The SEC men’s basketball season is over, but it expired honorably.

The SEC women’s basketball season ends Sunday night, with even more glory, an NCAA championship already guaranteed for either Mississippi State or South Carolina.

The combined success marks the best ending to an SEC basketball history in years, arguably better than Kentucky’s national championship run in 2012. That’s no disrespect to the Wildcats — it’s just that they are expected to have success at fairly regular intervals (much like Alabama football) and that success is not always regarded as reflective of the conference as a whole.

This year it wasn’t just about Kentucky, although the Wildcats came close to making the Final Four as well, pushing North Carolina to the margin of one of the postseason’s two most exciting buzzer-beaters. Luke Maye’s game-winner was surpassed only by Morgan William and her overtime game-winner against UConn. This year, the success went deeper. There was great achievement by schools who hadn’t “been there before,” notably the Gamecock men and the MSU women. That should bring hope, more so than another Kentucky win (or, in the not-too-distant past, the Tennessee women) would have.

If South Carolina can do it, why not Alabama or Vanderbilt, Tennessee or Auburn, or teams that have been to the Final Four but are enduring a long exile, like Georgia or LSU? The necessary administrative moves — improving facilities, hiring accomplished coaches — were already under way but this should only accelerate them.

The hopes at two schools aren’t solely from reflected glory, either. The McDonald’s All-America game was earlier this week and both the MVP — 6-foot-9 Michael Porter — and the unquestioned most dynamic player — Alabama signee Collin Sexton — are headed to the SEC as well. Porter wound up at Missouri through a domino effect of events involving Lorenzo Romar’s firing at Washington and Cuonzo Martin’s subsequent hiring at Mizzou. The Tigers have a long climb back to respectability but Porter, a smooth 6-foot-9 forward, is a huge first step. Add that to some late-season improvement by the Tigers — and perhaps some more recruiting help – and at worst, Missouri should no longer wallow in the depths of a 200-plus RPI. That alone will help the entire league.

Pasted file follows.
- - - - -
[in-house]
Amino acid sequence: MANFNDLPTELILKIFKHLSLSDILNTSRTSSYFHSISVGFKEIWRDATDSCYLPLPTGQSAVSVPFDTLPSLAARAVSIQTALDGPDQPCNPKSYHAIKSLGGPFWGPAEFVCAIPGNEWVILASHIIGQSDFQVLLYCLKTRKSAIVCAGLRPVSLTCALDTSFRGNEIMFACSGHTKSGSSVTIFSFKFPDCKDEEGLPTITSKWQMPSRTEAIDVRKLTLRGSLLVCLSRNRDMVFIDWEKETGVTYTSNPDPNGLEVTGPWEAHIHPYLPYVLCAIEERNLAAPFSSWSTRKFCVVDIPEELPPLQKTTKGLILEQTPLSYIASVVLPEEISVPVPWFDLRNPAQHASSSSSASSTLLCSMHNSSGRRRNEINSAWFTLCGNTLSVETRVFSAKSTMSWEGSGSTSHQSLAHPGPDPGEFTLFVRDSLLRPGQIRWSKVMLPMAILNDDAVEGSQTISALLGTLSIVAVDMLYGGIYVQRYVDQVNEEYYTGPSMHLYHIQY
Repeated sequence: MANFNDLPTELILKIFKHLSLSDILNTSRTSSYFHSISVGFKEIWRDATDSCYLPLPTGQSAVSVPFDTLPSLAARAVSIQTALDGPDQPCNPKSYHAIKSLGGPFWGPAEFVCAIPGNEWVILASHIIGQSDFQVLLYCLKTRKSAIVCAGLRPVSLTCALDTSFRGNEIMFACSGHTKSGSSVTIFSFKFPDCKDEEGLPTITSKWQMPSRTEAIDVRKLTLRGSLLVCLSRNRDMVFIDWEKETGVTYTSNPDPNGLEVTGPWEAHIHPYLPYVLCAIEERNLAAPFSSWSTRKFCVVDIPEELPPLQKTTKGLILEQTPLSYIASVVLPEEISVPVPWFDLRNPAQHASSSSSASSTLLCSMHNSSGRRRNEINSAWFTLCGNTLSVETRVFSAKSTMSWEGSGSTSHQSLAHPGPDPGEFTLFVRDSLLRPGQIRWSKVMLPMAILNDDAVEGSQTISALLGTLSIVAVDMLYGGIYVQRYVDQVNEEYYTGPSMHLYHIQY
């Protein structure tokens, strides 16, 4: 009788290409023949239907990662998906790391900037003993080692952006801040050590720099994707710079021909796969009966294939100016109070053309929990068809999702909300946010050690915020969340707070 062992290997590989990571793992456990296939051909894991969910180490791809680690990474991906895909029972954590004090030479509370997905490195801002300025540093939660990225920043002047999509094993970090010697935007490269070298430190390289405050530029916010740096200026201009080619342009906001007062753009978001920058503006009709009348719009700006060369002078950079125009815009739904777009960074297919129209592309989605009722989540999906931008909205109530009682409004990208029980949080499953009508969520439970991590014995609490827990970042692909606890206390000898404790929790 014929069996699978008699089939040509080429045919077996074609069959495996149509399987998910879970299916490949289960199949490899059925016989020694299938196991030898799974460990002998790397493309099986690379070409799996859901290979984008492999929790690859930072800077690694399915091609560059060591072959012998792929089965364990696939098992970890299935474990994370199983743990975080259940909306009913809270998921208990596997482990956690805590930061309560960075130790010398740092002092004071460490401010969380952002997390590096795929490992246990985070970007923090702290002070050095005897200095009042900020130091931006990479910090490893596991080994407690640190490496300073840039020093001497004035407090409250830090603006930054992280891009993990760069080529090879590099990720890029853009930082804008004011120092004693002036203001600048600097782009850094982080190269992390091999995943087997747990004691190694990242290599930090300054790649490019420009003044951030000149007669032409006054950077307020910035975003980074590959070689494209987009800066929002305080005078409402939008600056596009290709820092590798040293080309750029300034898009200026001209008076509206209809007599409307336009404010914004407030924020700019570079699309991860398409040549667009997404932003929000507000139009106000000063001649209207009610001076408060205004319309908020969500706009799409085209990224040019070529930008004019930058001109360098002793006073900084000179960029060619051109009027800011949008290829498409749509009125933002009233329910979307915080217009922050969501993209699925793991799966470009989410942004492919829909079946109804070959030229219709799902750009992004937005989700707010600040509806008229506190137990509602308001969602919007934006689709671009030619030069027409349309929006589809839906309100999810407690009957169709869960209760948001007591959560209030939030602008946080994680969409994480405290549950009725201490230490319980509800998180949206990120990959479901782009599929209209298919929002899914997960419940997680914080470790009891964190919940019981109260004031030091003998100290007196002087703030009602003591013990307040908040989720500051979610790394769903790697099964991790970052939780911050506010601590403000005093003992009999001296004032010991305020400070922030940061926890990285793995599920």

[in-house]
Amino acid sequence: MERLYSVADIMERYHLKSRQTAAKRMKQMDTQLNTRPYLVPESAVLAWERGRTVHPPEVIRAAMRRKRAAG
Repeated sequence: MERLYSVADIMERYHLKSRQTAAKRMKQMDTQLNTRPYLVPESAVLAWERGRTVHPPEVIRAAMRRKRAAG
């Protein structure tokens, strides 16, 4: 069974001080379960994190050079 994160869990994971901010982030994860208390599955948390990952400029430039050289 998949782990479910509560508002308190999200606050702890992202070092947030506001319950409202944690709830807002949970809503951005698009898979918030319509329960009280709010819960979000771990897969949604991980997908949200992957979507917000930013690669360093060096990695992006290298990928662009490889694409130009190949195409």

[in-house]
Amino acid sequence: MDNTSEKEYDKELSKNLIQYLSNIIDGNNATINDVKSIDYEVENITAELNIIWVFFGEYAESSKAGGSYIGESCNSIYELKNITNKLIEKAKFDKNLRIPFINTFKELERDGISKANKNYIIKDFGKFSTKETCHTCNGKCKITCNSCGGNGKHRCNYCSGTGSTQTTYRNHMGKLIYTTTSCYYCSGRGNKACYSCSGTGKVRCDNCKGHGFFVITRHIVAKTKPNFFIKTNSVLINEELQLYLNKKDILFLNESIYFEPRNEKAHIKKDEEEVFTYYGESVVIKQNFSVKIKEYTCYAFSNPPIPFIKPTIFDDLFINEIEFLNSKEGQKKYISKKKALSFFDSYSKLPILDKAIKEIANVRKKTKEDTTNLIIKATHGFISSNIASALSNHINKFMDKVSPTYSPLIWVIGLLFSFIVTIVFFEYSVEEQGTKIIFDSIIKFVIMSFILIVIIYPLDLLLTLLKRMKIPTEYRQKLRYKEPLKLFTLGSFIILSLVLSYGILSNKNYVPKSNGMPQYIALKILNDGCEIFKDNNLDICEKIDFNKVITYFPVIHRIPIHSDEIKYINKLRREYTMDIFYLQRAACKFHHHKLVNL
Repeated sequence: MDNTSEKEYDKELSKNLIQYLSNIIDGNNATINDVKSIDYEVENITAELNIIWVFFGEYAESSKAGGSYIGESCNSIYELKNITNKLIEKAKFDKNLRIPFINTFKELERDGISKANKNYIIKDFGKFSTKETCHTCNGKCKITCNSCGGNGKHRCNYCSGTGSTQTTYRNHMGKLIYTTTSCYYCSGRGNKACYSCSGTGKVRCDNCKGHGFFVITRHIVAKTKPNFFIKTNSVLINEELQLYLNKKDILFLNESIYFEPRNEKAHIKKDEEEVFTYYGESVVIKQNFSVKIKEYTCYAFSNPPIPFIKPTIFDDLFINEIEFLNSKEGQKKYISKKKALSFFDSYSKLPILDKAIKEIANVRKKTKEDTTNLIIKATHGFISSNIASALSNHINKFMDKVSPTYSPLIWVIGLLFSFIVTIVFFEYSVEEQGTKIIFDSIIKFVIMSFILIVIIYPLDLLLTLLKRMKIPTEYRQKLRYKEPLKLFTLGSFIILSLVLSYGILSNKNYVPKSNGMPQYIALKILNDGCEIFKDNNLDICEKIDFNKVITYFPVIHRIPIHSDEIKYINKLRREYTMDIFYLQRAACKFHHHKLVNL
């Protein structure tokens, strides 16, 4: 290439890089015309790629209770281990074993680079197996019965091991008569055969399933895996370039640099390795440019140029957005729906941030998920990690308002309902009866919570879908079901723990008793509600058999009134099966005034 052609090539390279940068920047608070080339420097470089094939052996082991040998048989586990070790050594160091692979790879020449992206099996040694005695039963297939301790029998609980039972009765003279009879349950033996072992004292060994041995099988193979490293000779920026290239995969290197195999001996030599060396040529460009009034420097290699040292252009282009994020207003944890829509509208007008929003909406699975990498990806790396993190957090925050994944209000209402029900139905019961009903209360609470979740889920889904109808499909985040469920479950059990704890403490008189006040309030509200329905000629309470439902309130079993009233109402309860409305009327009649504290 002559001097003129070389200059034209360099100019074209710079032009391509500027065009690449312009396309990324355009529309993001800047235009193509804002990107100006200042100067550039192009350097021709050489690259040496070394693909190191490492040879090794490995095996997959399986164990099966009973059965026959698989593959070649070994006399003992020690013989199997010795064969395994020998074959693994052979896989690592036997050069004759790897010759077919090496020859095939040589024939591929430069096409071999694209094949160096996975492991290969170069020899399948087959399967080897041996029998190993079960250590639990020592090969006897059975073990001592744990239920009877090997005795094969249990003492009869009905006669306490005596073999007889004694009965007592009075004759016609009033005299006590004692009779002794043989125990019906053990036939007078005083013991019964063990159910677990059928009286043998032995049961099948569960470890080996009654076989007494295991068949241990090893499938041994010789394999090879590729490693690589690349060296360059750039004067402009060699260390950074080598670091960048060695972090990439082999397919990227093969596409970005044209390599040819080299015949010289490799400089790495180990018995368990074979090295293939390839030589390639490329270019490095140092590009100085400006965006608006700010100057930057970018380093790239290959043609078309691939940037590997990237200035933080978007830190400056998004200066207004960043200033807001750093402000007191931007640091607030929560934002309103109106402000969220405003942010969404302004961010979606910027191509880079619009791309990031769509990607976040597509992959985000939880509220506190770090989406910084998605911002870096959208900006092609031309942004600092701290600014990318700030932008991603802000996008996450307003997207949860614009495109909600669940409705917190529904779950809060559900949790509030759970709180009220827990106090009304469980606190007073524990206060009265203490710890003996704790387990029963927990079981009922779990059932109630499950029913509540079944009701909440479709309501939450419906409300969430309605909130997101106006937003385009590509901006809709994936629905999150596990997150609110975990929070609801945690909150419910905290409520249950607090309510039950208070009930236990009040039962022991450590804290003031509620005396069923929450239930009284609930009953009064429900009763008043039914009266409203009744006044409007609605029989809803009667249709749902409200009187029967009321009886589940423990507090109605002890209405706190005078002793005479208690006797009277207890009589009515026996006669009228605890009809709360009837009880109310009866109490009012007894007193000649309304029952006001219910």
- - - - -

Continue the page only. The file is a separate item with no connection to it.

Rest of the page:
At Alabama, Sexton will provide plenty of highlights, although he will probably tone down the flashiest passes from All-Star week, at least while Avery Johnson is watching. He will bring much-needed scoring punch and the infusion of talent, both from his presence and the addition of John Petty and Herb Jones (who is being overlooked in the glare of this incoming class), should give Alabama the push it needs.

On the women’s side, the SEC will be good, as it has been good for years, a fact obscured by Connecticut’s long stretch of dominance. Mississippi State’s win didn’t just unite the SEC in support. It united an entire nation. The Bulldogs won in no small measure by standing up to UConn and playing without fear. Here’s a lone consolation thought for the Huskies, one that people in Tuscaloosa understand better than those in most places: when everyone aside from your own fans is thrilled to see you lose, that’s means you’ve been very good for a very long time.

Ultimately, the reaction to the end of basketball season in the SEC this time around. There has been a lot less “I’m glad that’s over” and a lot more “I’m ready for that to start again.” Football is still king — but for the first time in years, spring football wasn’t the Crown Prince.

Reach Cecil Hurt at or 205-722-0225.